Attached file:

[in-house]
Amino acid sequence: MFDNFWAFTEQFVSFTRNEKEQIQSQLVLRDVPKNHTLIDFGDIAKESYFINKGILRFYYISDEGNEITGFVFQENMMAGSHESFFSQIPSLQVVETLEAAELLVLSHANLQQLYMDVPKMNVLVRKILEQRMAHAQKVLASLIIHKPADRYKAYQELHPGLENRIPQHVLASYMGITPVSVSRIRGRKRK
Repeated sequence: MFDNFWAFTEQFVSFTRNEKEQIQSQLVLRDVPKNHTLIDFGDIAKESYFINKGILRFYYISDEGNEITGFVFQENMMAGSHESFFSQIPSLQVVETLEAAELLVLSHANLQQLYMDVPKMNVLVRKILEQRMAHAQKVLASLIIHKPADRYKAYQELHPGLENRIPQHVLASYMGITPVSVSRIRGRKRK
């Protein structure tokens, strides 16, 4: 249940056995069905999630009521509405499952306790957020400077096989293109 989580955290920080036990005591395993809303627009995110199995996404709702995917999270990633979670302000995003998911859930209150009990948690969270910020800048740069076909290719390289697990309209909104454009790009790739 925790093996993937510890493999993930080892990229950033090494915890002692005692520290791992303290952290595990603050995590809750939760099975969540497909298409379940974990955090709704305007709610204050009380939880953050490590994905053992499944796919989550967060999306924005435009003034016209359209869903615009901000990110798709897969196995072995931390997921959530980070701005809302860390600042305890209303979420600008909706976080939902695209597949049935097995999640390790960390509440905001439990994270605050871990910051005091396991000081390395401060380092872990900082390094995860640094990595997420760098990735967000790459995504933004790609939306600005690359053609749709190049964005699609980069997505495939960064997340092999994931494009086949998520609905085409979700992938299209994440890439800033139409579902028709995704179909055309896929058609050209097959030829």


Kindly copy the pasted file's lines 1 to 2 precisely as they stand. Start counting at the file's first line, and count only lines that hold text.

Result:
[in-house]
Amino acid sequence: MFDNFWAFTEQFVSFTRNEKEQIQSQLVLRDVPKNHTLIDFGDIAKESYFINKGILRFYYISDEGNEITGFVFQENMMAGSHESFFSQIPSLQVVETLEAAELLVLSHANLQQLYMDVPKMNVLVRKILEQRMAHAQKVLASLIIHKPADRYKAYQELHPGLENRIPQHVLASYMGITPVSVSRIRGRKRK